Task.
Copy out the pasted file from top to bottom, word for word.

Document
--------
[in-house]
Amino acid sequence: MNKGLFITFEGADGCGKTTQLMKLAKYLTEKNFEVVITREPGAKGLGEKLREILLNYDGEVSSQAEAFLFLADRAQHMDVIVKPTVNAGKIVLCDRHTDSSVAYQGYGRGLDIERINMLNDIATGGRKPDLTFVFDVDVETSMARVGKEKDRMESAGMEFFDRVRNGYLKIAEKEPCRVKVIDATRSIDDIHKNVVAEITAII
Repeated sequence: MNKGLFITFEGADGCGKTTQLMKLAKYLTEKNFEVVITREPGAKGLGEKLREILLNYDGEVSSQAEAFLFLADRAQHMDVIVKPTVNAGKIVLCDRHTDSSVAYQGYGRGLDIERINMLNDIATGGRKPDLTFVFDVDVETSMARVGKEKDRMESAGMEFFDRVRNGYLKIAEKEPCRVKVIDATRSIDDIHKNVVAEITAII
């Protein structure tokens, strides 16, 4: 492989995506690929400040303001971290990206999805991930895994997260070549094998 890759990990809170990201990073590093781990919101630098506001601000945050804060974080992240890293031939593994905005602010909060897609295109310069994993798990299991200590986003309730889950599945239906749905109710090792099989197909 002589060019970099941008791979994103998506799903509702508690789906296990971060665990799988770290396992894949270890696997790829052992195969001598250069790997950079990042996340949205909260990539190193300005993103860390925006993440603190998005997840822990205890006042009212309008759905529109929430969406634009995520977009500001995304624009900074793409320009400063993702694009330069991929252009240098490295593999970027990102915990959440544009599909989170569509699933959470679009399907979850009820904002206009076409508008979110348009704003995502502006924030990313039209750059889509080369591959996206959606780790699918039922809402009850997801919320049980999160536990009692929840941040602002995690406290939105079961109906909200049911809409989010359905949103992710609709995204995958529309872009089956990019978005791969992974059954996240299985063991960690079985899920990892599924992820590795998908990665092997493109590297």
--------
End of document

[in-house]
Amino acid sequence: MNKGLFITFEGADGCGKTTQLMKLAKYLTEKNFEVVITREPGAKGLGEKLREILLNYDGEVSSQAEAFLFLADRAQHMDVIVKPTVNAGKIVLCDRHTDSSVAYQGYGRGLDIERINMLNDIATGGRKPDLTFVFDVDVETSMARVGKEKDRMESAGMEFFDRVRNGYLKIAEKEPCRVKVIDATRSIDDIHKNVVAEITAII
Repeated sequence: MNKGLFITFEGADGCGKTTQLMKLAKYLTEKNFEVVITREPGAKGLGEKLREILLNYDGEVSSQAEAFLFLADRAQHMDVIVKPTVNAGKIVLCDRHTDSSVAYQGYGRGLDIERINMLNDIATGGRKPDLTFVFDVDVETSMARVGKEKDRMESAGMEFFDRVRNGYLKIAEKEPCRVKVIDATRSIDDIHKNVVAEITAII
């Protein structure tokens, strides 16, 4: 492989995506690929400040303001971290990206999805991930895994997260070549094998 890759990990809170990201990073590093781990919101630098506001601000945050804060974080992240890293031939593994905005602010909060897609295109310069994993798990299991200590986003309730889950599945239906749905109710090792099989197909 002589060019970099941008791979994103998506799903509702508690789906296990971060665990799988770290396992894949270890696997790829052992195969001598250069790997950079990042996340949205909260990539190193300005993103860390925006993440603190998005997840822990205890006042009212309008759905529109929430969406634009995520977009500001995304624009900074793409320009400063993702694009330069991929252009240098490295593999970027990102915990959440544009599909989170569509699933959470679009399907979850009820904002206009076409508008979110348009704003995502502006924030990313039209750059889509080369591959996206959606780790699918039922809402009850997801919320049980999160536990009692929840941040602002995690406290939105079961109906909200049911809409989010359905949103992710609709995204995958529309872009089956990019978005791969992974059954996240299985063991960690079985899920990892599924992820590795998908990665092997493109590297």